James F. Ingalls' lighting designs have been gracing Steppenwolf's stages for years; most recently he lent the twilight glow to The Violet Hour, the harsh interior shapes to Purple Heart, and the saturated tones of memory to The Royal Family. Audiences are all familiar with Mr. Ingalls' subtle genius without ever being aware that he has been involved in the production, because he deals only in the ephemera of light. Backstage decided to have a chat with this "unseen" designer who, this time, is responsible for Frankie and Johnny's "clair de lune," the brilliant light of the moon.
Actually, when I look back on my career path, it's this amazingly straight line, although at the time I didn't know any of it was premeditated. As a kid, I started doing little puppet shows in the garage, which led to work in the high school drama club as a technician. (When I was in second grade I played "The Milkman" in the school play, which pretty much ended my theatrical career as an actor...)
So I went right from high school theater to college theater, always interested in backstage stuff, in lighting and in stage management. After college, I went to the Yale School of Drama in the technical program as a stage manager, and I took lighting courses as well. I worked as a stage manager after that, first at Yale Rep for three years and then with the Twyla Tharp Dance Company for two years. At that time, the stage manager for the Dance Company was also the person in charge of re–creating the lighting on the road, so it was a perfect bridge job from stage management to freelance lighting design.
I realize now that one of the useful qualities that I developed while I was a stage manager was listening and responding to the rehearsal process. As a designer, you can just sit in the technical rehearsal with a headset on, and it's all these numbers that then become a technical look. The thing that stage management taught me was to keep the other ear open to the room while I'm designing, to the director and actors and other designers. And to be responsive. I make myself part of the whole process, as opposed to being just a specialty craft. In other words, that lighting is part of a larger collaboration that is related to the whole process, as opposed to just turning on the lights.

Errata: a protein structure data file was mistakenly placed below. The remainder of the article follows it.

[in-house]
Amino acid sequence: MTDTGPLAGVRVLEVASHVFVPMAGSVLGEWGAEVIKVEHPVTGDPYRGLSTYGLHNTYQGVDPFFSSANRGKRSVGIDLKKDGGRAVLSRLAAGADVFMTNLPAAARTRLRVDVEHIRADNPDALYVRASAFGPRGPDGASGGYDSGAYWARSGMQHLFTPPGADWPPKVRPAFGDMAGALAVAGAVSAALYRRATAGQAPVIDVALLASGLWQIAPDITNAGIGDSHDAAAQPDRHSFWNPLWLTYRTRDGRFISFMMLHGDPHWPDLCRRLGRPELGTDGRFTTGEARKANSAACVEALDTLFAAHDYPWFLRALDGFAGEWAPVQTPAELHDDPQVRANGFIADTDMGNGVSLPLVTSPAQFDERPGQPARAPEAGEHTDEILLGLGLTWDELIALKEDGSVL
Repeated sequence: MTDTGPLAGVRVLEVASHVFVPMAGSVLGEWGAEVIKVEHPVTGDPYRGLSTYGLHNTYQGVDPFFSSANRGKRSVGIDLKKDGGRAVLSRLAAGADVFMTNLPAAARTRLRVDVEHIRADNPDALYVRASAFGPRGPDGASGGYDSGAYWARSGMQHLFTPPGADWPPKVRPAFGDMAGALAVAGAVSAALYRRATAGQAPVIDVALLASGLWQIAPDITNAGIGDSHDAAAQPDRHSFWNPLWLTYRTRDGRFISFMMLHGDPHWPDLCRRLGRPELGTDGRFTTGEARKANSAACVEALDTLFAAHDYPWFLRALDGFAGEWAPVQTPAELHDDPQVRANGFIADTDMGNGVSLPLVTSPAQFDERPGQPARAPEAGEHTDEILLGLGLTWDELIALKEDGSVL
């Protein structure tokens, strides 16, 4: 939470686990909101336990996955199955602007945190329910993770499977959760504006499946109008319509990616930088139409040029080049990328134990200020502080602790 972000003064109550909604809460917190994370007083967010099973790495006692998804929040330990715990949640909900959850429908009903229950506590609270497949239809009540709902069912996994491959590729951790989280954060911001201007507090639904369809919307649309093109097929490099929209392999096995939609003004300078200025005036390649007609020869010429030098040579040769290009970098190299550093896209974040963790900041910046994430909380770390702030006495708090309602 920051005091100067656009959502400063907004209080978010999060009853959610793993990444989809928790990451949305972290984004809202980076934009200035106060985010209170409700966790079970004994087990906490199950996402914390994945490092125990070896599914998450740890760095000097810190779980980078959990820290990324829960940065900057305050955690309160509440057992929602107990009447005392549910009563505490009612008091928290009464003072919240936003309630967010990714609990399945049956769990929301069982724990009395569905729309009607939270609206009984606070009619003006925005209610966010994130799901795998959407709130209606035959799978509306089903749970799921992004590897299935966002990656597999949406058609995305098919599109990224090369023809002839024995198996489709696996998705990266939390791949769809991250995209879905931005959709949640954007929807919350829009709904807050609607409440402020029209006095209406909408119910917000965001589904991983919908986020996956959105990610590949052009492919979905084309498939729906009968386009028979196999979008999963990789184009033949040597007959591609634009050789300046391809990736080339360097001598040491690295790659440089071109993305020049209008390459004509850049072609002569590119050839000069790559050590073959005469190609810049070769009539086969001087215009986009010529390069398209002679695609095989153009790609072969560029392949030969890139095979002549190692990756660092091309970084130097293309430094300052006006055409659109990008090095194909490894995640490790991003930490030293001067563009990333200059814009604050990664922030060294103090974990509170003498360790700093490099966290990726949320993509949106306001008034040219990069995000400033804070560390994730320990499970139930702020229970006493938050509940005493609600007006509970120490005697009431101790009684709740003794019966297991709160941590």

I have debates with other lighting designers who say "Oh, I don't know how to light the scene unless I know for certain that the chair is 4 feet 3 inches from the table." I'll say, "But you know that the first thing the director is going to do is move the chair." I have learned to relish each step of the process, to be improvisational, so that when I'm in tech, I'll often do something that is totally responsive to what the actor is doing or the director is doing. I think that is my favorite thing, where we've just had something totally spontaneous happen, something that we wouldn't have ever thought about or planned.
I often describe the process of lighting as a way of sculpting. And not only sculpting space with light, but also sculpting a block of raw material about the play; taking the shreds of information from the play and the shreds of information from the production, (the set design, the costume design, etc) and putting all of those elements together and then considering that the block, chipping away at it to get the answer. I always approach my designs from the outside in.
When I think about a production like The Violet Hour, what I liked about that process is that we avoided the temptation to hit the design right on the head. I mean, the play is called the Violet Hour, there's even a speech to the light! I just responded to the way light filled the room and the period and the architecture, not in a way that was completely dead on, where there was a lot of violet around. One worries in those moments during rehearsal or in tech when you're watching and you hear the words of that speech, and you think, "Am I doing enough? Should it be more violet?" Actually, secretly, there was actually quite a lot of violet or shades of violet around, in the light plot, but not so that you would notice it — but so that it would characterize the under painting of all of the light with various forms of lavender and blue, that palette.
Ultimately, I just feel really lucky to do the work that I do, with the people with whom I collaborate. Being a lighting designer is the best job I can imagine.